These two factors have contributed to a deterioration of the situation on the ground, and the creation of an atmosphere that encourages continued human rights violations. When combined with the wide authority granted to the security forces vis-à-vis the provisions of the AFSPA, the impunity engendered by the absence of effective judicial review has resulted in a significant deterioration of the human rights situation.
The question remains as to why are human rights violations occurring against civilians by the security forces on such a widespread scale?
The human rights abuses can be attributed to extreme counter-terrorism measures in the ‘wider interests of security’ which have had significant consequences for the civilian population at large. It seems that the security forces are using extreme measures so as to demoralise the population from supporting the separatists and to extract information about the terrorists. The difficulty of identifying the enemy amongst the people is a challenge which the forces are addressing by broadening the scope of who can be considered as a suspect. Not surprisingly this has had a devastating effect on the population.
There is a perception that the population’s basic human rights have been sacrificed in the interests of security. This environment, coupled with a significant military presence, has resulted in a climate of pervasive fear. Residents are worried that they or their families will be caught up in a counter-terrorist operation, and become victims to serious human rights violations. The absence of effective judicial review means that security forces can continue to infringe upon or violate civilians’ human rights without the threat of accountability. This in turn has resulted in a worsening of the situation on the ground, contrary to the very aims of introducing this emergency legislation which was to address the urgent security issue and bring stability to the region.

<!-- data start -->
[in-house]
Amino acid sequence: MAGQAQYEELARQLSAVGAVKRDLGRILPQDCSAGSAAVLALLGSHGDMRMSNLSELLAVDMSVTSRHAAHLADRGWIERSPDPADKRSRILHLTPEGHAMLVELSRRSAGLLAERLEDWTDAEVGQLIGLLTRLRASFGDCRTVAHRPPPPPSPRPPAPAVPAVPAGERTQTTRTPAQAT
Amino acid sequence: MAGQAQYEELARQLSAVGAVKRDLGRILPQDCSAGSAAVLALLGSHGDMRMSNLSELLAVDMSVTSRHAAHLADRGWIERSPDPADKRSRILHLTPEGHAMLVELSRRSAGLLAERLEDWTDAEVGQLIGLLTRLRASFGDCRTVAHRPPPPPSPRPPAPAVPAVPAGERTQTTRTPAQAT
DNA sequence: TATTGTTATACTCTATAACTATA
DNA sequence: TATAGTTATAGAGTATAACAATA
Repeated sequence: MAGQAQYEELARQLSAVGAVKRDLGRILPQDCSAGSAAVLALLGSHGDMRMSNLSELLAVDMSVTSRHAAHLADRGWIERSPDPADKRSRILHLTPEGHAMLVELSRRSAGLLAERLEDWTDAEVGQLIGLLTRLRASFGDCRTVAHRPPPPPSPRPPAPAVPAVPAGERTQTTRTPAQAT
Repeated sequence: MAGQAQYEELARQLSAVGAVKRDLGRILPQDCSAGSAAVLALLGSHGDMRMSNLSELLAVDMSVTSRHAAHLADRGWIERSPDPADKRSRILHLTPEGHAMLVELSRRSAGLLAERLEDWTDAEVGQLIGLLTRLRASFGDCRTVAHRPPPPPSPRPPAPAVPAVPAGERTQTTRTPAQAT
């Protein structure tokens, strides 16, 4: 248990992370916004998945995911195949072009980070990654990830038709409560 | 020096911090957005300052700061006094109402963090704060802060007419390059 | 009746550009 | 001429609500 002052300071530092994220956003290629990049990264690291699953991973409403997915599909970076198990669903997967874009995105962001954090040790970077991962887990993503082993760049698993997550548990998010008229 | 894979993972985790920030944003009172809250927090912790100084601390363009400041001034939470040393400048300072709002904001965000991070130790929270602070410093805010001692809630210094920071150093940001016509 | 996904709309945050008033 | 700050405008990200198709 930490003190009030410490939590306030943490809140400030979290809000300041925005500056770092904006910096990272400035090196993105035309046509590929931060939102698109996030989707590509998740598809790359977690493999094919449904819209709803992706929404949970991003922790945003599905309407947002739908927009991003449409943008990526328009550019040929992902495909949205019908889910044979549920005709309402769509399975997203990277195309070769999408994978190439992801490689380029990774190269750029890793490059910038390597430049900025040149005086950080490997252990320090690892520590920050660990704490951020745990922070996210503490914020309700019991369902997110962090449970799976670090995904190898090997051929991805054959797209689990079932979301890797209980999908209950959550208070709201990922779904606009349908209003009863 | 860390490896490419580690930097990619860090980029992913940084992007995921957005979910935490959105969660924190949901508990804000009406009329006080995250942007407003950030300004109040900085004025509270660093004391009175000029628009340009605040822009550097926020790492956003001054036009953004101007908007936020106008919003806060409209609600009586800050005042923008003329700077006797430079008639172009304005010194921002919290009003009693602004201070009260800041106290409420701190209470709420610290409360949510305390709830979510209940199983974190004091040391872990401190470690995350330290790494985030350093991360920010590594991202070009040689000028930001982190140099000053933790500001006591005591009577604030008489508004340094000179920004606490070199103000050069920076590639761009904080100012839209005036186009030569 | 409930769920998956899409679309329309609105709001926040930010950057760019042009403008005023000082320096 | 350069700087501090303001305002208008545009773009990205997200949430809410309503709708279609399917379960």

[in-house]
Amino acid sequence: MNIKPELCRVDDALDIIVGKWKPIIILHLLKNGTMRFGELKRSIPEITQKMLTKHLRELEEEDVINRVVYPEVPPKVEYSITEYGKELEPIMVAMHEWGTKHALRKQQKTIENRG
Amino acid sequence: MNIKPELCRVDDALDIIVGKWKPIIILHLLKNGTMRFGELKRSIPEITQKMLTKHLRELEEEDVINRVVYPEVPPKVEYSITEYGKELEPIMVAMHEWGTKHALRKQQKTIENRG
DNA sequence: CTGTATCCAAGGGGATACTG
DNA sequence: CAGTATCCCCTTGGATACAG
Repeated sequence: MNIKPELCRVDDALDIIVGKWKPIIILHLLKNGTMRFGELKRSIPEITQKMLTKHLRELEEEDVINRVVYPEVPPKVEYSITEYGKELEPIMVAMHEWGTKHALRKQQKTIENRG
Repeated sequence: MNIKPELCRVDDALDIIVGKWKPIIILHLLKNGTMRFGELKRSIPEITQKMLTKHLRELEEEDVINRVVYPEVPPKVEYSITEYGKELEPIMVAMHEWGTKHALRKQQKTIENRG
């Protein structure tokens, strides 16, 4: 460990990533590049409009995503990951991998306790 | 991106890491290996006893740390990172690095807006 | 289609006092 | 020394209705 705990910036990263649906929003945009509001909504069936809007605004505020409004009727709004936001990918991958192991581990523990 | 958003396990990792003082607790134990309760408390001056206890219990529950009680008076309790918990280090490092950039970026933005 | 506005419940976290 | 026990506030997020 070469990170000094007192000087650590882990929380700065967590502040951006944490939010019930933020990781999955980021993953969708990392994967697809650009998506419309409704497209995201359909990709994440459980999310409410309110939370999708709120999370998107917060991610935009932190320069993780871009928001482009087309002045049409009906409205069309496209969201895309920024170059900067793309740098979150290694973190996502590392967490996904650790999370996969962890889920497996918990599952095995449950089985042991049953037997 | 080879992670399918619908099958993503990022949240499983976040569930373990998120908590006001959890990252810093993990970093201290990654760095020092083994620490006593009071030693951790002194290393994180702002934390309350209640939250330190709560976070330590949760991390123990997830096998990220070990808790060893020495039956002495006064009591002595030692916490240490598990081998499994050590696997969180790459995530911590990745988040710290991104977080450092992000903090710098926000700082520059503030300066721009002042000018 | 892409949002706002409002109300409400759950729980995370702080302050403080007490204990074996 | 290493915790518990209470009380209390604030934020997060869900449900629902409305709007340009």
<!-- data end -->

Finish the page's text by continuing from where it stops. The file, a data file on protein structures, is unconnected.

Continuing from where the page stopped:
During the Universal Periodic Review of India before the United Nations Human Rights Council in 2012, member states recommended that the AFSPA be repealed. Moreover, international organisations such as Amnesty International and Human Rights Watch have been continuously pushing attention towards this repressive legislation. However, strong resistance from the military on the grounds of operational necessity has meant that no change has occurred. In India, there exists no mechanism by which the military can be asked to justify its methods of conducting operations and AFSPA contributes to this by granting immunity for any actions they may deem necessary for their operations.
Politically, the issue has come to the crossroads after the recent elections in J&K. It is hoped that the coalition government would agree on withdrawal of AFSPA from J&K by seriously considering the greater harm posed by it. The government has to acknowledge that respect for human rights and rule of law may lead to an improvement of situations in J&K in a way that has not been achieved by high handed counter-terrorism measures under the garb of impunity.
Disclaimer: The views expressed herein are the author(s) alone.